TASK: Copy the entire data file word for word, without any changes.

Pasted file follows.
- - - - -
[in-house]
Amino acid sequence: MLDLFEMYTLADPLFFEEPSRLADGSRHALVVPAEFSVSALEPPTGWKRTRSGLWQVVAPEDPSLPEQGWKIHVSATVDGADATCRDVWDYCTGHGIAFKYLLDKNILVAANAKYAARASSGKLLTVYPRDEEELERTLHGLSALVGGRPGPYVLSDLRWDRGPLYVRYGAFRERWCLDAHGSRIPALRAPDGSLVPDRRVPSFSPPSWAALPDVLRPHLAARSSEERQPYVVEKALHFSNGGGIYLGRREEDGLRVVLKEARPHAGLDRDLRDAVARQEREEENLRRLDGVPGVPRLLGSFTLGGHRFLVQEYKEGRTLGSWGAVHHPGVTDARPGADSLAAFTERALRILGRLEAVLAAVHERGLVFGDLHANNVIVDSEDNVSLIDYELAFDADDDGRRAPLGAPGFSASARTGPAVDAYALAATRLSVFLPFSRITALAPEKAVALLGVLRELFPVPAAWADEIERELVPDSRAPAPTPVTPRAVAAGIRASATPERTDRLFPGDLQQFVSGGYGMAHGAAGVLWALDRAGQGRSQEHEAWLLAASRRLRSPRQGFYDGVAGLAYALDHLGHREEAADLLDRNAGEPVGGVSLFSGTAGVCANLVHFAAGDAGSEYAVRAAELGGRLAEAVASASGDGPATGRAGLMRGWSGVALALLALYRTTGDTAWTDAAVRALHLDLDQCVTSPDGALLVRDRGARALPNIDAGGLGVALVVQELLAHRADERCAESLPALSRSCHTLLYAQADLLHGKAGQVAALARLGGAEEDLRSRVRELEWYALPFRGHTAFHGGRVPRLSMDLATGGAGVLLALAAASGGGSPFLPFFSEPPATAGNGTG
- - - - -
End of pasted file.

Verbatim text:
[in-house]
Amino acid sequence: MLDLFEMYTLADPLFFEEPSRLADGSRHALVVPAEFSVSALEPPTGWKRTRSGLWQVVAPEDPSLPEQGWKIHVSATVDGADATCRDVWDYCTGHGIAFKYLLDKNILVAANAKYAARASSGKLLTVYPRDEEELERTLHGLSALVGGRPGPYVLSDLRWDRGPLYVRYGAFRERWCLDAHGSRIPALRAPDGSLVPDRRVPSFSPPSWAALPDVLRPHLAARSSEERQPYVVEKALHFSNGGGIYLGRREEDGLRVVLKEARPHAGLDRDLRDAVARQEREEENLRRLDGVPGVPRLLGSFTLGGHRFLVQEYKEGRTLGSWGAVHHPGVTDARPGADSLAAFTERALRILGRLEAVLAAVHERGLVFGDLHANNVIVDSEDNVSLIDYELAFDADDDGRRAPLGAPGFSASARTGPAVDAYALAATRLSVFLPFSRITALAPEKAVALLGVLRELFPVPAAWADEIERELVPDSRAPAPTPVTPRAVAAGIRASATPERTDRLFPGDLQQFVSGGYGMAHGAAGVLWALDRAGQGRSQEHEAWLLAASRRLRSPRQGFYDGVAGLAYALDHLGHREEAADLLDRNAGEPVGGVSLFSGTAGVCANLVHFAAGDAGSEYAVRAAELGGRLAEAVASASGDGPATGRAGLMRGWSGVALALLALYRTTGDTAWTDAAVRALHLDLDQCVTSPDGALLVRDRGARALPNIDAGGLGVALVVQELLAHRADERCAESLPALSRSCHTLLYAQADLLHGKAGQVAALARLGGAEEDLRSRVRELEWYALPFRGHTAFHGGRVPRLSMDLATGGAGVLLALAAASGGGSPFLPFFSEPPATAGNGTG